The violence continued. Between 1965 and 1969, more than 100 players at all levels died of brain injuries, an average of about 20 per year – about the same number as died in 1905, but from brain injuries alone. The mounting number of head injuries, and the pioneering work of University of Michigan neuroscientist Richard Schneider during the 1960s, led to significant equipment and rule changes that altered the sport and made it profoundly safer, at least in the short run. Schneider established a laboratory model at the University of Michigan to study head and neck injuries, and these experiments ultimately led to the development of the protective helmets used today. In addition, he used game and practice films to study the mechanisms causing these injuries, and his findings led to major rules changes banning so-called spearing and butt-blocking. The result was a dramatic reduction in the incidence of athletics-related “serious“ head and spinal cord injury, as documented in the National Football Head and Neck Injury Register and the National Center for Catastrophic Sport Injury Research data statistics. The change was extraordinary; between rule changes and the 1973 creation of NOCSAE, the National Operating Committee on Standards for Athletic Equipment, head-injury fatalities in high school football declined by three-quarters. But the new equipment, meant to protect from sudden death, forces a tradeoff with the death of a thousand blows that claimed Dave Duerson and possibly Junior Seau. The bad news is that the old regulations provide scant protection against concussions. While a hard plastic helmet lined with cushioning can protect the skull from fracturing, a concussion occurs on the inside of the head, when the brain quickly decelerates and impacts bone. This means that helmet designers face an inevitable tradeoff: If the head isn’t shielded from the strongest physical impacts – and this is best done with soft, pliable materials – then it can break and bleed. But the very act of protecting players from those severe collisions means that the head will bounce around the cushioned helmet, thus allowing the brain to move within its bony cage. The worst impact will be internal.

 

It is being said that what the NFL owners wanted was high-impact spectacular plays and touchdowns to sell tickets, and they got what they wanted, and bought it with the bodies and brains of their players. At all levels, those involved with football saw an increasing problem, and worked with the tools of science and engineering to address it. And by the measures of brain deaths, quadriplegia, and cervical injuries, they were wildly successful. But similar advances were also leading to bigger, stronger, faster players at all levels. Meanwhile, the science that was so good on severe head injuries was comparatively primitive on concussions, which only became a subject of intensive study in sports medicine in the 1980s.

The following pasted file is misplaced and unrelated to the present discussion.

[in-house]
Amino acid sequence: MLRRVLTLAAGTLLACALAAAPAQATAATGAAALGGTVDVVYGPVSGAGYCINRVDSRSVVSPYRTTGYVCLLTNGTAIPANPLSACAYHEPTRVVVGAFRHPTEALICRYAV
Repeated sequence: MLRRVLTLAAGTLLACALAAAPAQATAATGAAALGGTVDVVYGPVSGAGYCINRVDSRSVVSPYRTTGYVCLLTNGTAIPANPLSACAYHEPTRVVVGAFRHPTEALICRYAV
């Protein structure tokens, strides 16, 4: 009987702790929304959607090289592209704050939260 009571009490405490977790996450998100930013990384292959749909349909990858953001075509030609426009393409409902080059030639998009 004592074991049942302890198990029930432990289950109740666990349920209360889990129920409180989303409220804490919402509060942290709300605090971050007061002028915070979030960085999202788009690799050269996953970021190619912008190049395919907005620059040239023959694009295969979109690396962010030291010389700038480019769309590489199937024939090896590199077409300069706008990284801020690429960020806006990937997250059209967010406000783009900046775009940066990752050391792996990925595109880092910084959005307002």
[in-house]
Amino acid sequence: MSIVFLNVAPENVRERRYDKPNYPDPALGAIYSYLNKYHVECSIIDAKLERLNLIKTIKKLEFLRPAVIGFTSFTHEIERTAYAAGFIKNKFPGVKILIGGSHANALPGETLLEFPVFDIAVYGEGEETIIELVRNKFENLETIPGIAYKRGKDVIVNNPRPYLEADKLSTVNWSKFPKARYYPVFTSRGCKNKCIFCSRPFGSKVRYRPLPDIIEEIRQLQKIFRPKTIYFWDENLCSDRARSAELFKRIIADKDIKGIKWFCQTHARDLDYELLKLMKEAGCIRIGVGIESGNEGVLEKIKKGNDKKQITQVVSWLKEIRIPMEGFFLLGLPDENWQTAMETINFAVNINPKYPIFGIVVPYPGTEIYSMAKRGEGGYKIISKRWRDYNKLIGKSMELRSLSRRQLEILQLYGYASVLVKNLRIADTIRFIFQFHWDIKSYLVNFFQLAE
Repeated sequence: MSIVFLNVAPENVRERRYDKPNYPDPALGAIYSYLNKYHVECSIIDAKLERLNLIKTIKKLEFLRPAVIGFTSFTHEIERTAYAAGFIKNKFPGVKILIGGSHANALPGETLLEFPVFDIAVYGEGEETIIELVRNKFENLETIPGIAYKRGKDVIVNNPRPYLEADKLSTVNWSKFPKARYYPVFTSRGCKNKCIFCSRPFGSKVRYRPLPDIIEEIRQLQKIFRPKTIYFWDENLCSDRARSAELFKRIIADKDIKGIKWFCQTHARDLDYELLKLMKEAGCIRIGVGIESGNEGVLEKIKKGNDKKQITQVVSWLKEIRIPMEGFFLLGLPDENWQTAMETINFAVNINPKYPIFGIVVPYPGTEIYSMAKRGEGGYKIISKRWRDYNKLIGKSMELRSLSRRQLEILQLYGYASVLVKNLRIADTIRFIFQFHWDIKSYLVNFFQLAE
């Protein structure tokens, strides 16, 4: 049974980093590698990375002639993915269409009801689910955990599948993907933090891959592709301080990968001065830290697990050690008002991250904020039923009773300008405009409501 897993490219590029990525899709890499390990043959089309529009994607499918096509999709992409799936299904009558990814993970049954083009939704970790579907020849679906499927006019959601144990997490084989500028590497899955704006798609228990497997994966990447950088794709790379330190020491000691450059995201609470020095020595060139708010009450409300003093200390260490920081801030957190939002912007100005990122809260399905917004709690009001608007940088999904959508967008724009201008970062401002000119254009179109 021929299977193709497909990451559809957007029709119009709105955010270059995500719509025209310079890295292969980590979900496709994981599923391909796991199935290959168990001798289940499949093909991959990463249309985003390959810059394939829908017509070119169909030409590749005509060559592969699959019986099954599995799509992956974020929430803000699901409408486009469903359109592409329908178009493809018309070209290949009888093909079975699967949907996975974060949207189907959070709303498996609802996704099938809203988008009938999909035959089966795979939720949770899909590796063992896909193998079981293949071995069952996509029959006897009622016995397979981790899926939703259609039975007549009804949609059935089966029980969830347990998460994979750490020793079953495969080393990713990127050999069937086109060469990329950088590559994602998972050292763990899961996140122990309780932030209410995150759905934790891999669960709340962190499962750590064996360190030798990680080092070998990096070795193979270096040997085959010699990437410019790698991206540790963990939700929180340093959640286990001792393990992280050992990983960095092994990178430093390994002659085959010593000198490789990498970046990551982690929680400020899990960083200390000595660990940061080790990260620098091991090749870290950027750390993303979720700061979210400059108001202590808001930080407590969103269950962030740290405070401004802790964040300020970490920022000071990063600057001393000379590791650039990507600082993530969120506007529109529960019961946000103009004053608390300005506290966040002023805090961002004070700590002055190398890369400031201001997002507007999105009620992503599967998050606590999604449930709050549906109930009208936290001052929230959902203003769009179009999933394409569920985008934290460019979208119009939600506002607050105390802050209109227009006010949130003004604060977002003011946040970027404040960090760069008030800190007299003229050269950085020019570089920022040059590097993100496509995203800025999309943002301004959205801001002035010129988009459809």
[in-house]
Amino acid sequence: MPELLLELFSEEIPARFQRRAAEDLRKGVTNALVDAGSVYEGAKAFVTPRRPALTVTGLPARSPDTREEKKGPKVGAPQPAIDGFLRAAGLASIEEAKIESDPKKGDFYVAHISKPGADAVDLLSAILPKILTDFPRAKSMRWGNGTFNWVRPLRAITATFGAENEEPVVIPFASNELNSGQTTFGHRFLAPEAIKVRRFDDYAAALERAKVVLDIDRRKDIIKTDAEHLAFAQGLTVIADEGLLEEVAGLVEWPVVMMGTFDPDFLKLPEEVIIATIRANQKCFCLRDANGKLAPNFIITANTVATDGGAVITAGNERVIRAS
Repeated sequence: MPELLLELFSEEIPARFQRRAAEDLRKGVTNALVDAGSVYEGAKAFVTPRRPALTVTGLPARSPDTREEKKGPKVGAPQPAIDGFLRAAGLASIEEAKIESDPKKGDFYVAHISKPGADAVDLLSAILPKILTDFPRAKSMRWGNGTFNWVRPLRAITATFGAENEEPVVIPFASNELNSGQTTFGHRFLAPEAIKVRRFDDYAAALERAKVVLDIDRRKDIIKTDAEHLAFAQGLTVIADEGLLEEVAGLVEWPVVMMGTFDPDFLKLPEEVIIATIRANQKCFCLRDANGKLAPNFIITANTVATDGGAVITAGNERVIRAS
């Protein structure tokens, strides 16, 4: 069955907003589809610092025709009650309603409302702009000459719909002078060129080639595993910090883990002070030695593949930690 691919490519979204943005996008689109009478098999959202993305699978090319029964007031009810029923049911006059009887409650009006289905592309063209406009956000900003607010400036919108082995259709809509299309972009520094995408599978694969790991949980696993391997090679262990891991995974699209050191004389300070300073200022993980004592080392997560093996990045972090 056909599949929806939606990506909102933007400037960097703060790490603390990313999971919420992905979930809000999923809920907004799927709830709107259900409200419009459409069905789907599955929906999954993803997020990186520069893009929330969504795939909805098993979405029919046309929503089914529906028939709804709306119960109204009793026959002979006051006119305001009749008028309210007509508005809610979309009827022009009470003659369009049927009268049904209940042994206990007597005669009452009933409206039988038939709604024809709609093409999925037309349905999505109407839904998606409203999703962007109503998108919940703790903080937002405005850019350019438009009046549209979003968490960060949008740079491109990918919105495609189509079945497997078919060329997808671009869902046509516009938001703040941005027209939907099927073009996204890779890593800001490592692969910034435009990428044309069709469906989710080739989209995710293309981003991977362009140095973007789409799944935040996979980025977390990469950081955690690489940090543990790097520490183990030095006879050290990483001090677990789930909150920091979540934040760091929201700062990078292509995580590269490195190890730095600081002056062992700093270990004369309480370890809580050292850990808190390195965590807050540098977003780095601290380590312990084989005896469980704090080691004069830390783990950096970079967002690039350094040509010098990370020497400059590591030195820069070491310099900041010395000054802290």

In recent years, it’s become clear that the severity of a concussion is only indirectly related to the physical force of the impact. Sometimes, players walk away from savage hits. And sometimes they are felled by incidental contact. While data compiled from the Head Impact Telemetry System, or HITS, captures the extreme physical forces at work during a football game – it’s not uncommon for a player to sustain hits equivalent to the impact of a 25 mph car crash – there is no clear threshold for injury. The mind remains a black box; nobody really understands why it breaks. Bone-shaking hits – “high impact spectacular play“ – often get blamed for the rash of concussions and the long-term mental problems they cause. But research at Purdue suggests that a culprit is the totality of hits a player sustains over the course of a season or a career: “The most important implication of the new findings is the suggestion that a concussion is not just the result of a single blow, but it’s really the totality of blows that took place over the season,“ said Eric Nauman, an associate professor of mechanical engineering and an expert in central nervous system and musculoskeletal trauma. “The one hit that brought on the concussion is arguably the straw that broke the camel’s back.“

 

To try and prevent injuries, players are required to wear a set of equipment. At a minimum players must wear a football helmet and a set of shoulder pads, but individual leagues may require additional padding such as thigh pads and guards, knee pads, chest protectors, and mouthguards. Most injuries occur in the lower extremities, particularly in the knee, but a significant number also affect the upper extremities. The most common types of injuries are strains, sprains, bruises, fractures, dislocations, and concussions. Concussions are particularly concerning, as repeated concussions can increase a person’s risk in later life for chronic traumatic encephalopathy and mental health issues such as dementia, Parkinson’s disease, and depression. Concussions are often caused by helmet-to-helmet or upper-body contact between opposing players, although helmets have prevented more serious injuries such as skull fractures. Various programs are aiming to reduce concussions by reducing the frequency of helmet-to-helmet hits; USA Football’s “Heads Up Football“ program is aiming to reduce concussions in youth football by teaching coaches and players about the signs of a concussion, the proper way to wear football equipment and ensure it fits, and proper tackling methods that avoid helmet-to-helmet contact. Sources: http://www.grantland.com/story/_/id/7443714/jonah-lehrer-concussions-adolescents-future-football, “The Fragile Teenage Brain“ by Jonah Leher; The New York Times, Wikipedia